New Innovation and Technologies
Technology is changing the world at a pace faster than ever before. Here we look at just some of the new innovations for the aviation industry.
Augmented Reality and Virtual Reality
Applications of these technologies can be expected to be seen in the airport space where the airport experience can be enhanced with the help of AR/VR based apps:
Gatwick Airport uses AR to help passengers navigate the complex layout of the airport, and London City Airport has installed AR tech to help air traffic controllers with the job of keeping planes safe. Inflight VR offers a virtual 360-degree view of the cabin and can be used for seat upselling, crew training, marketing and VR experiences.
This technology will improve decision-making, based on a holistic view of airport operations. The application will show what’s happening now, also select a moment in history and play back exactly what happened in the past. It’s a very effective way of investigating the handling of disruption, to identify what can be done better next time.
Beacons helps navigation for travellers between different terminals at an airport.
Furthermore, Beacons can help airports and vendors at the airport premises to know where passengers are and then send them personalised and relevant information accordingly. These updates can be about boarding gate number, baggage carousel, flight status or also about the shops and eateries around the customer.
MIAMI International airport has been applying this to create a personalised experience for travellers. The app provides information about the entire airport as travellers navigate through various places at the premises. Further, they are also updated with relevant information depending on their individual journey, e.g. gate numbers, flight updates, baggage collection details, etc.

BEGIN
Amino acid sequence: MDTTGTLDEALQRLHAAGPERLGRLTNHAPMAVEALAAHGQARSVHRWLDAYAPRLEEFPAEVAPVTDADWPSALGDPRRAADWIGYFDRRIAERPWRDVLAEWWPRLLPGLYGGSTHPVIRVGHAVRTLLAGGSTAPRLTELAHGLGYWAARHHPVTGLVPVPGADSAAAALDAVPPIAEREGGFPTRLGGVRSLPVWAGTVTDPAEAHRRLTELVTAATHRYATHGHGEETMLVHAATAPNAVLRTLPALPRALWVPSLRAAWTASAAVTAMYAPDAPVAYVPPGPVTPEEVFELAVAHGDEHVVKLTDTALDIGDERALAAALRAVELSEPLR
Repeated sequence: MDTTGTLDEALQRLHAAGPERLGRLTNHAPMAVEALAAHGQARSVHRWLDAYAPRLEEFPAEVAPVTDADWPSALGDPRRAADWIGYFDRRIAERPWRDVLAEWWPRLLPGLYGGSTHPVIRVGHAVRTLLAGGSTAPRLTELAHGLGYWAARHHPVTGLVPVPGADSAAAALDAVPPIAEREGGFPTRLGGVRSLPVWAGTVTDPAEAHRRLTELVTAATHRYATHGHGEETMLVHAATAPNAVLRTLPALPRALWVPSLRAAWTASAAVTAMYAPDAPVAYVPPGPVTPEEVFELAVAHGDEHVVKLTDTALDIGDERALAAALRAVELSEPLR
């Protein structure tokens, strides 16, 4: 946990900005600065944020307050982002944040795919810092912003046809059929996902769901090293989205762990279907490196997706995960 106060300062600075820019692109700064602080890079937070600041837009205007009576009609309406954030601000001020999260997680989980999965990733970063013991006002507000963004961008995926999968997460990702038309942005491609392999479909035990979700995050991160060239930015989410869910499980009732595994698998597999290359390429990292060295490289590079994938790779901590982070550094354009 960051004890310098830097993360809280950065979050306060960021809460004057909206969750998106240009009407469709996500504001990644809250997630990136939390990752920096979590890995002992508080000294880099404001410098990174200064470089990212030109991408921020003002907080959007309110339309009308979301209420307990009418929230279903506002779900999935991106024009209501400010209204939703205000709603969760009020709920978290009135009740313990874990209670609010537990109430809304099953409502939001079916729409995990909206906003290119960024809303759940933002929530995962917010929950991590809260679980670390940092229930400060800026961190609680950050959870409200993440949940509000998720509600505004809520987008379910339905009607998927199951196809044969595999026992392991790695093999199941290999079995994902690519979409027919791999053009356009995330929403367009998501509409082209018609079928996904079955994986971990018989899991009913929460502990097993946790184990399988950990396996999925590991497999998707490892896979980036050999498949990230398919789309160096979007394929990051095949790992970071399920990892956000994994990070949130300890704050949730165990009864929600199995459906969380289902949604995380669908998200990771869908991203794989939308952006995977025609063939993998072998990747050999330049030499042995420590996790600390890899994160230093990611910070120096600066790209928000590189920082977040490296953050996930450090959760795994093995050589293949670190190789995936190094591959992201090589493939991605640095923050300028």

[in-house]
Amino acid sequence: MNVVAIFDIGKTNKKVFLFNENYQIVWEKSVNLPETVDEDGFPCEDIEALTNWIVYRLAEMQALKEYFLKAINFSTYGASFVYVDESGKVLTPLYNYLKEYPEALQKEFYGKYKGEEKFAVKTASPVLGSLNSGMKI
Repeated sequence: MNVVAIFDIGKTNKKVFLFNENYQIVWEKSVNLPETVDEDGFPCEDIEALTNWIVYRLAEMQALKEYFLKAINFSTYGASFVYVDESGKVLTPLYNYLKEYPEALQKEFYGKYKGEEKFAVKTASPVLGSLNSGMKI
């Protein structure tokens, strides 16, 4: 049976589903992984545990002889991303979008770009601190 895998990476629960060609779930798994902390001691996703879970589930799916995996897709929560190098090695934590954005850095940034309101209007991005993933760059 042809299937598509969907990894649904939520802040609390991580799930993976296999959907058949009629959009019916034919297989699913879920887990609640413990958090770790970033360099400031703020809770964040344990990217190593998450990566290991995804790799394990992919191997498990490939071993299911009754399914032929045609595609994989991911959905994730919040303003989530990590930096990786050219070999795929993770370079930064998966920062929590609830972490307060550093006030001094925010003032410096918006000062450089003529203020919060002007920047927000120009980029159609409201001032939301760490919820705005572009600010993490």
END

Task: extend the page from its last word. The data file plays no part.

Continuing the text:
Robotics: Assisting with various tasks like customer management, baggage handling and car parking
There have been new self-driving guide robots for luggage transportation at Incheon Airport, Munich Airport, etc. and autonomous cleaning robots.
There are also automated vehicles on the airfield and baggage-related robots are also gaining traction. It’s also rising the application of end-to-end baggage logistics solutions to further improve the efficiency of the baggage handling process, enhance ergonomic working conditions for ground staff and future-proof the airports’ baggage handling operations.
Autonomous vehicles are also being tested to help customers make tight connections across an airport, deliver delayed baggage to customers or transport aircraft parts to airports.
Drone delivery is also becoming increasingly popular with regularly scheduled drone delivery services. For instance, experimenting with the use of drones to deliver food and drink orders to guests in the airport terminals.
Online training for crew
As the effects of Covid, digital alternatives are introduced as replacement for everyday face-to-face activities. Crew training is expected to be conducted using VR, AR, XR, 360-degree content and more cutting-edge, awe-inspiring technologies introduced onwards.
These help inspection tasks: inspect lightning-strike damage in about 30 minutes, rather than the 4 to 6 hours it takes to do it manually. The drones also have the potential to scan fuselages, check parts are in good condition and plan repairs. Some analysts predict drone images of aircraft sections could be compared with online image databases, allowing defects to be detected automatically. Unmanned aerial vehicles could also be used to deliver spare parts in the future, cutting down on sourcing times and making repairs faster.
With any changes and developments of the industry, Brookfield always endeavours to move along and support airlines and personnel.